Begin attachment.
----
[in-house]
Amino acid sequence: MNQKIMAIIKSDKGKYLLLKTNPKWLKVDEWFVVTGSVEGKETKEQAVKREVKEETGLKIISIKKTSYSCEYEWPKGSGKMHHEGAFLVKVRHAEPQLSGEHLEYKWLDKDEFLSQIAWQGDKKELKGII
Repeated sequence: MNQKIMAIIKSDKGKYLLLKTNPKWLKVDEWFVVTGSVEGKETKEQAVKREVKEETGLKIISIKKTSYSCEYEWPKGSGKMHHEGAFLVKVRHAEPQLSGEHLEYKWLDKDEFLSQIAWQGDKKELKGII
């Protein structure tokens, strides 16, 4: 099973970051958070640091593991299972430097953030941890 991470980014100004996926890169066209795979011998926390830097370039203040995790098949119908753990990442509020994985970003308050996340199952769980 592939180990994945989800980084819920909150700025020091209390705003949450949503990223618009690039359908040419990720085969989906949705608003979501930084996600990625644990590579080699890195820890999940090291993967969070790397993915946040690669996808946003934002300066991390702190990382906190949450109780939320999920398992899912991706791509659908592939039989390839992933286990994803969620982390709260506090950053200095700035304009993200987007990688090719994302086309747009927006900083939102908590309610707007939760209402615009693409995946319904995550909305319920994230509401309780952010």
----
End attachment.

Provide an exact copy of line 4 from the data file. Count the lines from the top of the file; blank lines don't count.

């Protein structure tokens, strides 16, 4: 099973970051958070640091593991299972430097953030941890 991470980014100004996926890169066209795979011998926390830097370039203040995790098949119908753990990442509020994985970003308050996340199952769980 592939180990994945989800980084819920909150700025020091209390705003949450949503990223618009690039359908040419990720085969989906949705608003979501930084996600990625644990590579080699890195820890999940090291993967969070790397993915946040690669996808946003934002300066991390702190990382906190949450109780939320999920398992899912991706791509659908592939039989390839992933286990994803969620982390709260506090950053200095700035304009993200987007990688090719994302086309747009927006900083939102908590309610707007939760209402615009693409995946319904995550909305319920994230509401309780952010």